© Denzil Green
Rose Apples are not apples; they are another fruit altogether that grow in the tropics.
The description of the fruit varies by variety or cultivar.
How much flavour the fruit has can depend on how much that particular cultivar was cultivated for taste.
Sometimes the fruit is egg-shaped, about 1 to 2 inches (2.5 to 5 cm) wide and 1 ½ inches (4 cm) long, with smooth, thin, waxy, pale yellow skin with some pink flushes. There will be 1 or 2 seeds, occasionally up to 4.
Other times the fruit will be more pear or bell-shaped, or a pink or reddish skin, particularly Malaysian varieties.
The white flesh inside is crisp, faintly sweet and fragrant. Depending on the cultivar, it can be dry and woody in texture, with not much to recommend it. Other times, it can be more juicy and have a faint rosewater taste to it.
The tree is a tropical evergreen that grows up to 3 metres (10 feet) tall. It will survive temperatures down to 25 F (-4 C.)
It will grow true to seed, but the quality of fruit from trees grown from seed is unreliable as they can produce very dry, tasteless fruits.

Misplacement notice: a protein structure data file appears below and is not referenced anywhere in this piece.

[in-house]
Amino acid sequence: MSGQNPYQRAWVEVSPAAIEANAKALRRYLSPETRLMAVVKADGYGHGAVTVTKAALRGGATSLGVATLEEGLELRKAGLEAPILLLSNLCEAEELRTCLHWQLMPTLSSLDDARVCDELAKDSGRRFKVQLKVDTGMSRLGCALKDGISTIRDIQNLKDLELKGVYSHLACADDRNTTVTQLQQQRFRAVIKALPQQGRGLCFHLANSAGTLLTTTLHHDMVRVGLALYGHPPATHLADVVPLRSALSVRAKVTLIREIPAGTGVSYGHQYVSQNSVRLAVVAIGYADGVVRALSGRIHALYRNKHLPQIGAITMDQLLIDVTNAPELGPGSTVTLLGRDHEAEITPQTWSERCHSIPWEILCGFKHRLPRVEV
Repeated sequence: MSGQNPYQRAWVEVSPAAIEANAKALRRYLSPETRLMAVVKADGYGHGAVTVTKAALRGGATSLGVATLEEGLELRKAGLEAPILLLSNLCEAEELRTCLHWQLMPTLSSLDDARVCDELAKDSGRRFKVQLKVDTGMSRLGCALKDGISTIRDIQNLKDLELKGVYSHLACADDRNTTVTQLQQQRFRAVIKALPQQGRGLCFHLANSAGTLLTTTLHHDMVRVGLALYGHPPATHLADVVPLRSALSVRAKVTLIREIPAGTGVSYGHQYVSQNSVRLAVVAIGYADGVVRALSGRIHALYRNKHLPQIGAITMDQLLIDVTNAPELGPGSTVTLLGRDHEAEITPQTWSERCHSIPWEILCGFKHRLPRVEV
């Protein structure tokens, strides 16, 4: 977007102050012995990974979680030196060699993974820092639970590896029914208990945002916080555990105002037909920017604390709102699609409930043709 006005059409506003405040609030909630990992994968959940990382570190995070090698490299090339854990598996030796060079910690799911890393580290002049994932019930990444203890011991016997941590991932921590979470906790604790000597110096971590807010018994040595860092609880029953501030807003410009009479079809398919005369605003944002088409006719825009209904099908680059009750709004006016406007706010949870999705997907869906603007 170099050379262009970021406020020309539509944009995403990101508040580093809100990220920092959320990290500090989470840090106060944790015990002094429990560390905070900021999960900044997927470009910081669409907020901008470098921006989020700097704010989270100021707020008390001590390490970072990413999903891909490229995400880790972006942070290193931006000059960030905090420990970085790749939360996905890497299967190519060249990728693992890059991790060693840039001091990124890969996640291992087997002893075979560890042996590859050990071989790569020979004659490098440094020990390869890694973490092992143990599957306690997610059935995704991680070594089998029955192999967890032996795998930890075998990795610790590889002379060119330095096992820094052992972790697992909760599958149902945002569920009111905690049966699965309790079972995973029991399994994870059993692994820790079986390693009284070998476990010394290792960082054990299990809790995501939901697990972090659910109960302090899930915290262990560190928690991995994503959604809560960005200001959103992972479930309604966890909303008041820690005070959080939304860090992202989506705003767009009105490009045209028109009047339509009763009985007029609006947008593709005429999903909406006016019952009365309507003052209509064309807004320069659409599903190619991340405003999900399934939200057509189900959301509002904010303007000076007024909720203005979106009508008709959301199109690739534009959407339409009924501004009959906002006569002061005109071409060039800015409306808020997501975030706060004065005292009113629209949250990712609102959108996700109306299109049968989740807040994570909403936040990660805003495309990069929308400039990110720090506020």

The Rose Apple tree has glossy leaves, which are pink at first, turn pale green and then turn to dark green on top and lighter underneath. The leaves will be 4 to 9 inches (10 to 23 cm) long and 2 inches (5 cm) wide, and are very decorative.
The tree blooms with white or greenish-white flowers 2 to 4 inches wide (5 to 10 cm), and grow in clusters of 5. Bees love the flowers.
A tree requires four years of growth to start producing fruit, and then will produce only about 5 pounds (2 kg) of fruit a year.
The Rose Apple fruit is ready to pick 3 months after blossoming, when it starts to get hollow inside so that the seeds rattle around inside.
The fruit bruises easily and doesn’t store well as it goes soft quickly in storage.
Rose Apples are not grown commercially because of the low yield, bruising, and bad storage,
They are often grown in home gardens as an ornamental, and children are often allowed to pick the fruit if they wish. In Guatemala, it has been used as a hedgerow around coffee plantations, being pruned into shape.
Rose Apples can be cooked with other fruits that add some flavour, candied, or made into preserves.
The seeds are toxic and must be discarded.
Rose Apples are native to Malaysia and were introduced into Jamaica in 1762, and brought to Hawaii in 1825 from Brazil.
They were first planted in Florida sometime before 1877, and in Australia around 1896.
They are called Rose Apples in English because their fragrance reminded some people of rose water.
Rose Apples are also called “Malabar Plum”, though that name is sometimes also applied to another fruit, the Jambolan.
Called “Chom Pho” in Thailand.
Morton, Julia F. Rose Apple. In: Fruits of warm climates. 1987. p. 383–386.
Syzygium jambos. In Pacific Island Ecosystems at Risk (PIER) database. 1999. Retrieved December 2010 from http://www.hear.org/pier/species/syzygium_jambos.htm